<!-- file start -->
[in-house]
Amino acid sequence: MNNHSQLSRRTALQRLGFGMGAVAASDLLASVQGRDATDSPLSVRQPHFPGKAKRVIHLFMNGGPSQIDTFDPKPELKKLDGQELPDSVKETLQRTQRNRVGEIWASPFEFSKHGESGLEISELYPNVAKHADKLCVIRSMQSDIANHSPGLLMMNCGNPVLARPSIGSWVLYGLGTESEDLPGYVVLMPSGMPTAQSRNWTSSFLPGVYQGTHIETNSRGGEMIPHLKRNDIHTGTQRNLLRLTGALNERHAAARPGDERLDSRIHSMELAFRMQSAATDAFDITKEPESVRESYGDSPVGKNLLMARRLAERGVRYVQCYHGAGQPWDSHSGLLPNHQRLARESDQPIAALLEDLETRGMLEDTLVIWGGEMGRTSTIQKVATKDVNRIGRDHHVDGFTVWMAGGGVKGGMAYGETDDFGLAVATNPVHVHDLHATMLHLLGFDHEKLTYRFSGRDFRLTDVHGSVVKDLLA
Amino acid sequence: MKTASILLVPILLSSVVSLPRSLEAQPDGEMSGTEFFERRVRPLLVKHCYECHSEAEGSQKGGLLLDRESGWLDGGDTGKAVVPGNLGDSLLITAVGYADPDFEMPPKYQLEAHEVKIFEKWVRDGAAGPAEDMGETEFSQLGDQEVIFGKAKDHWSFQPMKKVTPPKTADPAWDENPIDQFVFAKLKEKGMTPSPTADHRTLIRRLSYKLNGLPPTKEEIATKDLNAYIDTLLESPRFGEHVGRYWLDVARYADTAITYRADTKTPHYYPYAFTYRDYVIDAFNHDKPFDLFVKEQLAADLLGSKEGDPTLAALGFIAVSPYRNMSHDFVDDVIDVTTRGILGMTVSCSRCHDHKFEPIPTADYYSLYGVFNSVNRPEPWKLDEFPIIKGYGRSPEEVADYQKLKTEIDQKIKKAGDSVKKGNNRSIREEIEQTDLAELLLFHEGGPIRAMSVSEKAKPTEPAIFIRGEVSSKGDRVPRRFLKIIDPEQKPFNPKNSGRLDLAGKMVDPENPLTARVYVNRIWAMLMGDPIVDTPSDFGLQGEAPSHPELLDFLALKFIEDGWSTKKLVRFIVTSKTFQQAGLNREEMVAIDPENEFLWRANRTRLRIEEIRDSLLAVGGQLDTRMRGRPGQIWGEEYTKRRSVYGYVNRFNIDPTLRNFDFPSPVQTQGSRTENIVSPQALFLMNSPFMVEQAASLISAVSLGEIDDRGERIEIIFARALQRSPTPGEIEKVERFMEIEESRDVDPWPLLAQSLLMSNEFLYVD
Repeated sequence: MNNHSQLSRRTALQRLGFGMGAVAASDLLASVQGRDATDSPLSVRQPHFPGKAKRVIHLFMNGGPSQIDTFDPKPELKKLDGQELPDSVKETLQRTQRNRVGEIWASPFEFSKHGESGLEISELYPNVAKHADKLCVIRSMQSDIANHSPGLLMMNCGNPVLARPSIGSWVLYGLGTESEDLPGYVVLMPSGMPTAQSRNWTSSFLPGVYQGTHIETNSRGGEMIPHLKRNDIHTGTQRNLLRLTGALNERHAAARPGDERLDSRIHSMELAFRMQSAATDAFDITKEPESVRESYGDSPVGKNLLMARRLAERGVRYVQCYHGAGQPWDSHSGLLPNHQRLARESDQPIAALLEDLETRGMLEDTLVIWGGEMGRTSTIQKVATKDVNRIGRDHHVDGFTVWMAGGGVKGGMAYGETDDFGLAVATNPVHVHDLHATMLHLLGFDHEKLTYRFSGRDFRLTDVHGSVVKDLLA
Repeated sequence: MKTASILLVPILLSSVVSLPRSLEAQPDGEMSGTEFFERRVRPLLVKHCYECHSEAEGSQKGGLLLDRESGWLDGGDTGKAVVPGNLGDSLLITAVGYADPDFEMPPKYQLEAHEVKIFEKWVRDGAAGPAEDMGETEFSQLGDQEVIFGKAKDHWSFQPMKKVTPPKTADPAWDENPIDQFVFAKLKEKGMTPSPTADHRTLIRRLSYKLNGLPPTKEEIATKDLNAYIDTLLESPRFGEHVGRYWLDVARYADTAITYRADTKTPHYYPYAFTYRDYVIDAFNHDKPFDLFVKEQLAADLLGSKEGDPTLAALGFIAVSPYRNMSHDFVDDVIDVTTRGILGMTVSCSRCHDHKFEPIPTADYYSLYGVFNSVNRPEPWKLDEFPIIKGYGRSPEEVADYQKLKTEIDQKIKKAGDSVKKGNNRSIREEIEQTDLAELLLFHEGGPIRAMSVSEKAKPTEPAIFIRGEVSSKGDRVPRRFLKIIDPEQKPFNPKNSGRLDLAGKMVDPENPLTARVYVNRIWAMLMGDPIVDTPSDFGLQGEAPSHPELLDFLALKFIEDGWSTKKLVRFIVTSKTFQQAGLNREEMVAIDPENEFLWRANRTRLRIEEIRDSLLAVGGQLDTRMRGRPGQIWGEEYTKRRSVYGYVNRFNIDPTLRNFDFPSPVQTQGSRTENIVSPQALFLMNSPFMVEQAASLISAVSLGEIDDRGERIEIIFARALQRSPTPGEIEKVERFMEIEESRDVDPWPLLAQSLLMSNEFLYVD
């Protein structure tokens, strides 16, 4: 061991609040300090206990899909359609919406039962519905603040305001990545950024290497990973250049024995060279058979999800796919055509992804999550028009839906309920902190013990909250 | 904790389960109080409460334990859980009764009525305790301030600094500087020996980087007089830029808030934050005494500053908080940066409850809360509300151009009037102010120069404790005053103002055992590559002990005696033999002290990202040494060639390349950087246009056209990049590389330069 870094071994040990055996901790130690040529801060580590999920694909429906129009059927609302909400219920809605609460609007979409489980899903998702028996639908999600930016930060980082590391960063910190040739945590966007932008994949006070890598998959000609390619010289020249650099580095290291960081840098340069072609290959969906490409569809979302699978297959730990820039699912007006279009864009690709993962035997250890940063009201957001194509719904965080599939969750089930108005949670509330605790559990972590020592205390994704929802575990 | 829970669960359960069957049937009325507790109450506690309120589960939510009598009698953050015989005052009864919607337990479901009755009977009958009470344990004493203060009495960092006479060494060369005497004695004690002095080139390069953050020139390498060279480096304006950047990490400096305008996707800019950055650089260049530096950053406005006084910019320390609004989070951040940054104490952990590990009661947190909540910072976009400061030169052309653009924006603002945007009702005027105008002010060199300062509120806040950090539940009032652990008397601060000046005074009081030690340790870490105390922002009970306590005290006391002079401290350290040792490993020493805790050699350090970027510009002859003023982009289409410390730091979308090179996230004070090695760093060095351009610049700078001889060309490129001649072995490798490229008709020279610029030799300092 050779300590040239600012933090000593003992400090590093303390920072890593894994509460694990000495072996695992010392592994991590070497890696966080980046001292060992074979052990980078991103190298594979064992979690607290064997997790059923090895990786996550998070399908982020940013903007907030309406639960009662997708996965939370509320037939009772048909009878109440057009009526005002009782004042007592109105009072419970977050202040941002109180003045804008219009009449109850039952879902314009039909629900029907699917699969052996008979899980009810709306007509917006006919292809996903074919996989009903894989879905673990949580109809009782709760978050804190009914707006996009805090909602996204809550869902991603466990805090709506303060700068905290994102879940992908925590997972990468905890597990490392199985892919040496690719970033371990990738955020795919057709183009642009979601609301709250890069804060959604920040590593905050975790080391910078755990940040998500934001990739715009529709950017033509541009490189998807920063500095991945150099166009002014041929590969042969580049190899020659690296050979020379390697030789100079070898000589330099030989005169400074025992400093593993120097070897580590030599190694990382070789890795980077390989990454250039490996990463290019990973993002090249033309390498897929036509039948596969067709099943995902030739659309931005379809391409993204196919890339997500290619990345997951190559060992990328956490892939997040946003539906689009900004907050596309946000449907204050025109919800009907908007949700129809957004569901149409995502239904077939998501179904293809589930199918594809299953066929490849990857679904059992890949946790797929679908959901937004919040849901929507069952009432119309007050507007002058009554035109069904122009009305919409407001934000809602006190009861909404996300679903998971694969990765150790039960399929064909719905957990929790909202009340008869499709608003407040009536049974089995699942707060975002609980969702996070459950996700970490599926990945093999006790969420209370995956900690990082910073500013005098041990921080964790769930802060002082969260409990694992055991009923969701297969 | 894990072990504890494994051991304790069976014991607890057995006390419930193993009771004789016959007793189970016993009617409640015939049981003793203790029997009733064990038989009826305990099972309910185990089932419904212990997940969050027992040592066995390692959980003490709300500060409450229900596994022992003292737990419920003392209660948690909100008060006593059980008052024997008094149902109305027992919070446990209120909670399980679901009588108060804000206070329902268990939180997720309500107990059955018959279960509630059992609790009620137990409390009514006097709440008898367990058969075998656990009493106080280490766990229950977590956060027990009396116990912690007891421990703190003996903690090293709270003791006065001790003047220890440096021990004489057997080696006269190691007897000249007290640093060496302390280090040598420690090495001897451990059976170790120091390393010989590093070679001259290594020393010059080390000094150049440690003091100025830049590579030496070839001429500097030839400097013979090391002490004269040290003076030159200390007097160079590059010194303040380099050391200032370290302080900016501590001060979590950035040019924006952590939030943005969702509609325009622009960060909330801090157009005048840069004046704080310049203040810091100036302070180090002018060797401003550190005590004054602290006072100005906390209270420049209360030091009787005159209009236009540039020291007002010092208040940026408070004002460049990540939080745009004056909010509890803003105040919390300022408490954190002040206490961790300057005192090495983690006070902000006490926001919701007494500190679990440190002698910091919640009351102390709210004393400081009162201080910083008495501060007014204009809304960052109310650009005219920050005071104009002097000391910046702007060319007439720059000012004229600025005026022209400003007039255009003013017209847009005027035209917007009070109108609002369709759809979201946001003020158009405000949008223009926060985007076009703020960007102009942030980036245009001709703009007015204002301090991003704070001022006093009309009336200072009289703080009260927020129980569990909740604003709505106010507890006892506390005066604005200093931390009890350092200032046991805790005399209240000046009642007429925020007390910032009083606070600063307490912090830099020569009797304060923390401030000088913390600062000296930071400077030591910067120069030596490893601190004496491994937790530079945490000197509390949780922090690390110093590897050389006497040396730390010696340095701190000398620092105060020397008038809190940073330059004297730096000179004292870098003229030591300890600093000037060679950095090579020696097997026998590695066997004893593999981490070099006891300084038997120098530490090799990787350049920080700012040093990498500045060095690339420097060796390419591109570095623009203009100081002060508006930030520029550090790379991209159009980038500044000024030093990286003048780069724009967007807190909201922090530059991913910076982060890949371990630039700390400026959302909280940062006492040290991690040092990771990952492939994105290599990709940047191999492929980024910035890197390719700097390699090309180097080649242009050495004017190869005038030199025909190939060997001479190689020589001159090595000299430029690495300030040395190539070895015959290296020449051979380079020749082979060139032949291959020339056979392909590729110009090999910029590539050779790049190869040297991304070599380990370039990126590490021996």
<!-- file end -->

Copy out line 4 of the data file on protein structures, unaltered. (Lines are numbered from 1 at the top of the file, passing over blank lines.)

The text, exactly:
Repeated sequence: MNNHSQLSRRTALQRLGFGMGAVAASDLLASVQGRDATDSPLSVRQPHFPGKAKRVIHLFMNGGPSQIDTFDPKPELKKLDGQELPDSVKETLQRTQRNRVGEIWASPFEFSKHGESGLEISELYPNVAKHADKLCVIRSMQSDIANHSPGLLMMNCGNPVLARPSIGSWVLYGLGTESEDLPGYVVLMPSGMPTAQSRNWTSSFLPGVYQGTHIETNSRGGEMIPHLKRNDIHTGTQRNLLRLTGALNERHAAARPGDERLDSRIHSMELAFRMQSAATDAFDITKEPESVRESYGDSPVGKNLLMARRLAERGVRYVQCYHGAGQPWDSHSGLLPNHQRLARESDQPIAALLEDLETRGMLEDTLVIWGGEMGRTSTIQKVATKDVNRIGRDHHVDGFTVWMAGGGVKGGMAYGETDDFGLAVATNPVHVHDLHATMLHLLGFDHEKLTYRFSGRDFRLTDVHGSVVKDLLA